But Steve goes anyway, and broadens his mind by engaging in political debate with his classmates. But then comes December 7, 1941. Upon hearing of the attack on pearl harbor where his brother Mike is stationed, Steve worriedly calls home–and his mother confirms that his brother was indeed killed in the bombing. Driven by these events, Steve attends a newsreel showing the rise and advancement of Hitler’s Third Reich, and comes to the conclusion that as much as he is against fighting and the use of physical force, there are some situations that can be met and combatted no other way. So he attempts to enlist–and when he’s rejected, he takes up a military officer’s offer of entry into a secret government program, the one that will turn him into America’s first Super-Soldier.

Back in teh real world, Harding and Fury are astonished by the transformation that overtakes Steve’s body as he has his mental breakthrough. Despite the fact that it should be impossible, that Hardin’s mental device shouldn’t have been able to have this effect on him, Captain America has shrunken to his old pre-Super-Soldier physique. It’s a pretty good cliffhanger, all things told, and so that’s where the story is To Be Continued. As I mentioned earlier, Stern and Byrne later revealed that these memories were all implants placed there by the U.S. military in case Captain America was ever captured and mind probed. I don’t know that there was a lot of that going on in the World War II era, but better safe than sorry, I guess. They even threw out the middle name Grant.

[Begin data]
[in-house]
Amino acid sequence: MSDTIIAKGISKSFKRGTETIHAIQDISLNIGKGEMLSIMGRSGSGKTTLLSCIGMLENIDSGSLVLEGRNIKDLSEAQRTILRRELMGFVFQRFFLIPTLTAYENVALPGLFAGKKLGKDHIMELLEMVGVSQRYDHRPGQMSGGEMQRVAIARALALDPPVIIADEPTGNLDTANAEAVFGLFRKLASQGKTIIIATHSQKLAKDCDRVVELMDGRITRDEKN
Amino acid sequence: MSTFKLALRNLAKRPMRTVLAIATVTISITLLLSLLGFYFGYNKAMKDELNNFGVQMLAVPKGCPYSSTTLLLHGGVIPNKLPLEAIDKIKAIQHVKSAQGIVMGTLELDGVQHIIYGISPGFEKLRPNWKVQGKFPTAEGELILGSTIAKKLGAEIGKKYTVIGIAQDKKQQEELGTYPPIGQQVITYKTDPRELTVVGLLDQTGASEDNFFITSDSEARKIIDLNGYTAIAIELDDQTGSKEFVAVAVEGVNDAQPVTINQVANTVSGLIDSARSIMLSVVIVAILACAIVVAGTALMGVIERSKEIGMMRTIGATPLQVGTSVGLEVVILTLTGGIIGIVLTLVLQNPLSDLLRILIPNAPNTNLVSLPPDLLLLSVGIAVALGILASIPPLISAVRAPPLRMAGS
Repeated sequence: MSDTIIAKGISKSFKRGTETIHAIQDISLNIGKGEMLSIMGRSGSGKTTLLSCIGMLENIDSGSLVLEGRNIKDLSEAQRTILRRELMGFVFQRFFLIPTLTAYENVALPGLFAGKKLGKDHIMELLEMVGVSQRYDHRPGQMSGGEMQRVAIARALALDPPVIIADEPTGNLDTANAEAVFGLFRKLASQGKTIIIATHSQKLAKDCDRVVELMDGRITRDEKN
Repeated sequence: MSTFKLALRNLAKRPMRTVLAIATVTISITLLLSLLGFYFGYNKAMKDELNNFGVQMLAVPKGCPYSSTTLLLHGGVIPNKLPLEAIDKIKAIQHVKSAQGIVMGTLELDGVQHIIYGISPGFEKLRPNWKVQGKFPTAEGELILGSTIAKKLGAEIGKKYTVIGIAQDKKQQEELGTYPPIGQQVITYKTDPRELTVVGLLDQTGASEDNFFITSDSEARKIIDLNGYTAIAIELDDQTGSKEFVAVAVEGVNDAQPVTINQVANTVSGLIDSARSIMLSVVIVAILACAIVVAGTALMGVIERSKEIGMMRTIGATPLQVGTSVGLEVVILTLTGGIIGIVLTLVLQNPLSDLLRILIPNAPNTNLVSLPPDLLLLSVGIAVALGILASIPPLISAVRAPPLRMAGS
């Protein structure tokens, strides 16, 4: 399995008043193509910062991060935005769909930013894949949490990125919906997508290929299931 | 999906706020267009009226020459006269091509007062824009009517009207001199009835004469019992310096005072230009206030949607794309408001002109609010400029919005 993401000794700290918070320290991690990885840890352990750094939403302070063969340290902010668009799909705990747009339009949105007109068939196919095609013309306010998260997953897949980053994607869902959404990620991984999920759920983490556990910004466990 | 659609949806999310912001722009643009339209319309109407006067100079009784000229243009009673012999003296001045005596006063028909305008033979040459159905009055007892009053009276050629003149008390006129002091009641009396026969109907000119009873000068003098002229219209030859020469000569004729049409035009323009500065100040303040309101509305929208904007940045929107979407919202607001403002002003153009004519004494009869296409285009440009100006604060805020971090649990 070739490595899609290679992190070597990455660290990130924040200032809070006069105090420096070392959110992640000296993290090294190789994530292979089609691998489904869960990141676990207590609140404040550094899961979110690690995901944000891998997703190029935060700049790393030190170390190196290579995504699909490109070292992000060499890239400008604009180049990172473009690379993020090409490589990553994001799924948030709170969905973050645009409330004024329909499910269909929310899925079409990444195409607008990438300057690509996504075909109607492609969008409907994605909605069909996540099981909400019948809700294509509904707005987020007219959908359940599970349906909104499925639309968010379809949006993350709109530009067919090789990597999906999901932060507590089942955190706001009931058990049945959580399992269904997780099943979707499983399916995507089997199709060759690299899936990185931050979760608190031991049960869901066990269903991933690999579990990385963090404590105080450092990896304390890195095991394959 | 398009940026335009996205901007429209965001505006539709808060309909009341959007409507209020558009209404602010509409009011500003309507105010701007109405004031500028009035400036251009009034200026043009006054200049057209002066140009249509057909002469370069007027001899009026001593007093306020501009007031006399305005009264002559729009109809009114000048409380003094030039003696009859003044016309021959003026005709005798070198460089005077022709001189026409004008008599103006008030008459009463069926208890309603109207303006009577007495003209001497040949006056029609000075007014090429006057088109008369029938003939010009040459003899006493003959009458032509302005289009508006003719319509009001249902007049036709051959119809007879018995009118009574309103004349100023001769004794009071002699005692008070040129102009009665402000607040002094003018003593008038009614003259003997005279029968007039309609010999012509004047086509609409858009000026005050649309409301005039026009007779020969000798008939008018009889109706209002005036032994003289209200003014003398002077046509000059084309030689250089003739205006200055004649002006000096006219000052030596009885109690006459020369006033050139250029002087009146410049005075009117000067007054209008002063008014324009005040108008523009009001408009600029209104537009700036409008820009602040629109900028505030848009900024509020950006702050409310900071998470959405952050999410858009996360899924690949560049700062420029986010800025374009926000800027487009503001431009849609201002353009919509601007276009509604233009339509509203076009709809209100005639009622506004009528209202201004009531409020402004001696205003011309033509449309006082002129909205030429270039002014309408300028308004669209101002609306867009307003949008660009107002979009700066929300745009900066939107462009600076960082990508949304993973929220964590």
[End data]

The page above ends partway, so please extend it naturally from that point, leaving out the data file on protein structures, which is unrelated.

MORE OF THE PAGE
3 thoughts on “BHOC: CAPTAIN AMERICA #225 and Stan Lee at Cartoonerville

  1. It’s odd that Thomas, who usually sticks closely to Golden Age canon (and his own Invaders) would have made an unsuccessful retcon like that. I remember this period as something of a mess, with no direction and changing creators.

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  2. I was 12 when I first read this and I was totally into it. Stern and Byrne’s retcon works better in a mythic sense (and making all the parts fit), but this was the first time we had any kind of hint of what Steve Rogers was like before being Cap?! … and he seemed like a person. I don’t think I ever sought out Gerber’s books, but I do fondly remember a number of comics he wrote that I bought on the stands. The conclusion by Mckenzie isn’t as great plot-wise, but I dug his caption description of the serum reactivating: it’s a cool power riff. Sal was also the perfect artist for this period. Also, even though that Robbins/Austin cover is just a pinup it’s a pretty good combo. Whodathought?